The actual conclusions about your ultimate impact require you to review data on your process measures and desired outcomes to see whether you are actually changing the behaviors you set out to change and by how much. There's a lot to think about. For example, you may have a well-implemented program but still not achieve the positive outcomes you'd hoped for. In this example you may find that only those families who had a seasoned home visitor that had all the requisite training and supervision achieved positive outcomes. This is a good example of how process evaluation data can help you interpret your findings. Perhaps you haven't provided enough dosage or length of time for your program to have the desired impact. Regarding the community indicators, for example, you may find no changes in neglect, but also see from your process evaluation results that only 35 families received the home visiting program in the past year, making it difficult to demonstrate changes at the population level. Interpreting your results in a thoughtful way helps you see what's working and what you need to change.

The conclusions that you come to using the data that you collect will help you develop a plan for continuous quality improvement (CQI), discussed in more detail in Step 9.

Report results

Obviously, the most important reason we evaluate what we're doing is because we want to know whether we're having an impact in the lives of children and families that we're working with. However, sharing your results in simple, meaningful ways can have other useful impacts as well. Keep in mind that different groups of stakeholders may be interested in different types of information. Parents may be less interested in lots of data than funders or local policymakers. In Tip 8-1, we have included some different ways that information might be reported for different audiences.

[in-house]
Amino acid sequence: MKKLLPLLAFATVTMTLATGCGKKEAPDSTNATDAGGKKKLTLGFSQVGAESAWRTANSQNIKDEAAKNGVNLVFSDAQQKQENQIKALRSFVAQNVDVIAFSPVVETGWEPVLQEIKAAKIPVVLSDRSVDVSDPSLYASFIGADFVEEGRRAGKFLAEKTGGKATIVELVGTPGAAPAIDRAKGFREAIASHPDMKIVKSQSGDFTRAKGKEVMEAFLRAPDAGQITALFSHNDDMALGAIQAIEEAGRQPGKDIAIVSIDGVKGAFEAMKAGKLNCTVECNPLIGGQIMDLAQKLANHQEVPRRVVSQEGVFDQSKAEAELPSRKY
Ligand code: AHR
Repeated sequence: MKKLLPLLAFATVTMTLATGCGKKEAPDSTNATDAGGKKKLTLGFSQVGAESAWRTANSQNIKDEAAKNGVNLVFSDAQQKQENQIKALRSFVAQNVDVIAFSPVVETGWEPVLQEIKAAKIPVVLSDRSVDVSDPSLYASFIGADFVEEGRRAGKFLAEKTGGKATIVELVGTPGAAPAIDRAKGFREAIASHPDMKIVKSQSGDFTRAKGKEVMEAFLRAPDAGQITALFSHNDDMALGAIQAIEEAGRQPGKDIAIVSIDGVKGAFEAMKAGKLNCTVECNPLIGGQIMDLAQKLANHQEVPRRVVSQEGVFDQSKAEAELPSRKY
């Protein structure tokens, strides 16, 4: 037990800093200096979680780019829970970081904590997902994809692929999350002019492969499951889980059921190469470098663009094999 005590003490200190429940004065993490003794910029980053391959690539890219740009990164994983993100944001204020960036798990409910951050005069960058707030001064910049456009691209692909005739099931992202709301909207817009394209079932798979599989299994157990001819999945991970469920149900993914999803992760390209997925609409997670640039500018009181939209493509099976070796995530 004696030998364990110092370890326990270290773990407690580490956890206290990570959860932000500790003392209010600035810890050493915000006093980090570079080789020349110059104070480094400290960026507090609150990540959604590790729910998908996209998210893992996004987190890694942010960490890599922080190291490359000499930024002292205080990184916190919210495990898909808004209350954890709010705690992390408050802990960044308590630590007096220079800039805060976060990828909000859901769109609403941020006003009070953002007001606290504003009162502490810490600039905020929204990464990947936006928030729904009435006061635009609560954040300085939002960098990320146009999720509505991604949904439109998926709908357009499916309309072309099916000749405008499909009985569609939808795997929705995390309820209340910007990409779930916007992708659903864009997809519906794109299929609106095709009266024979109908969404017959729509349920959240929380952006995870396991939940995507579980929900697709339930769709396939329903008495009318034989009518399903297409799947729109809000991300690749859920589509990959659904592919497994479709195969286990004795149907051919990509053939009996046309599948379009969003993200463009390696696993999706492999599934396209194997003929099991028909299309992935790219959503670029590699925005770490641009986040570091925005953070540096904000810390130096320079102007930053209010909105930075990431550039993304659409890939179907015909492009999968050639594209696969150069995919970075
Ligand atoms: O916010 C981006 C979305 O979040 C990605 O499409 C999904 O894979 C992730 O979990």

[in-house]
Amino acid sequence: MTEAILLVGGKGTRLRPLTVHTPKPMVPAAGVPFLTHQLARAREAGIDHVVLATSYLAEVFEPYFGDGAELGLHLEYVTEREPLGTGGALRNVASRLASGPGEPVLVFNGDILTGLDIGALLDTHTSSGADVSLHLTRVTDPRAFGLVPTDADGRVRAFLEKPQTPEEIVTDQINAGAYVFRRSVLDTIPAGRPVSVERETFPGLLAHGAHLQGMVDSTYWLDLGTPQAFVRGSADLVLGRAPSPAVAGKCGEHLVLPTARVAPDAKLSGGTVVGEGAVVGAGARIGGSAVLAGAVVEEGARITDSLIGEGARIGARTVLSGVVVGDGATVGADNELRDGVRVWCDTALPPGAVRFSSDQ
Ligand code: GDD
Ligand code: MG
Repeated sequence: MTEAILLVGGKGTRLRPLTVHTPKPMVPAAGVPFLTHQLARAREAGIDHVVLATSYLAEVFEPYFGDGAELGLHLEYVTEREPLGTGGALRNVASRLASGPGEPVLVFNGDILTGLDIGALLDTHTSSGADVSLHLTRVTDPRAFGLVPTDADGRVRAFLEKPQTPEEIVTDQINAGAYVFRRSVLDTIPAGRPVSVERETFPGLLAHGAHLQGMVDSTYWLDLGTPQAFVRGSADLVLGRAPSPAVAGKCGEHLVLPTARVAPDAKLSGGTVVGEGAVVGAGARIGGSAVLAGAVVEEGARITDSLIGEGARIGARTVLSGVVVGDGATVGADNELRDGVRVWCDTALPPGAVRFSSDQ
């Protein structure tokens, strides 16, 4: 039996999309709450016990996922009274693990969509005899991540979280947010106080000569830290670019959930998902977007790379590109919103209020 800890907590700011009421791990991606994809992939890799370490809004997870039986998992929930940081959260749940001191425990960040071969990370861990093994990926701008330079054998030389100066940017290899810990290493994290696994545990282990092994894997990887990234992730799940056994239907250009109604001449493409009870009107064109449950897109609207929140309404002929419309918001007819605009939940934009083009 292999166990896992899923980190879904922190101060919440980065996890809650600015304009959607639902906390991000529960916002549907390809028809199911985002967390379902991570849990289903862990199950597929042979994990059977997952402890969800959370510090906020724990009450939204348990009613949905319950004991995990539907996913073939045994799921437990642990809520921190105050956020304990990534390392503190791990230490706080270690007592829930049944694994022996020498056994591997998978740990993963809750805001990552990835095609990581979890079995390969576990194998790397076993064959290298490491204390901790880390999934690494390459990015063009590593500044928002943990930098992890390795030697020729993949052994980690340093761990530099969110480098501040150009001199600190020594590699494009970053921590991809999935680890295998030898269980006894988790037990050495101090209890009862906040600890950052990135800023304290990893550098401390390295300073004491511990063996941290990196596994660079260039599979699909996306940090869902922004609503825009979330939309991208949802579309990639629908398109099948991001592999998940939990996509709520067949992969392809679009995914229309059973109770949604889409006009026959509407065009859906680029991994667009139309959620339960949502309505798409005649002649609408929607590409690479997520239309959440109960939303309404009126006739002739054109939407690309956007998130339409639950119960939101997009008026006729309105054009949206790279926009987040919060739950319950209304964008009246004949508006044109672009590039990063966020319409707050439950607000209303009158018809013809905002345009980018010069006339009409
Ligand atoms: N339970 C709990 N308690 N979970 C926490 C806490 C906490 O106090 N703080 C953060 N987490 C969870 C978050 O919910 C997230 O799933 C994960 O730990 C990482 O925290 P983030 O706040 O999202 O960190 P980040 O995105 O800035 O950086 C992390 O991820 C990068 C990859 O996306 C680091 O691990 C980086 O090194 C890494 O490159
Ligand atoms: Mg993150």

Tip 8-1. Reporting Evaluation Results for Different Audiences


Information of interest

Example of reporting method


Whether the program is working

Detailed report with executive summary of findings

Grant application (if applicable)

Coalition members

Whether the program is working

How the program can be improved

Executive summary of findings and accompanying presentation

Agency staff

Whether the program is working

How the program can be improved

Detailed report with executive summary of findings


How the program is impacting children and families in the community

Flyer, web page

General public

How the program is impacting children and families in the community

Flyer, web page

Checklist 8-1. Completion of Step 8

When you finish working on this step, you should have done the following:

  • Identified questions you want the evaluation to answer.
  • Chosen the measures you want to collect.
  • Developed methods to use in the outcome evaluation.
  • Developed and finalized a plan to put those methods into place.
  • Conducted the outcome evaluation (collected your data).
  • Analyzed data, interpreted your findings.
  • Reported your results.

Before moving on to Step 9

You should have some idea at this point whether you have actually achieved your desired outcomes. The final two steps in this process will help you reflect on what you've done, fine-tune your work before you conduct your program again, and bring together a set of ideas about how to sustain your work.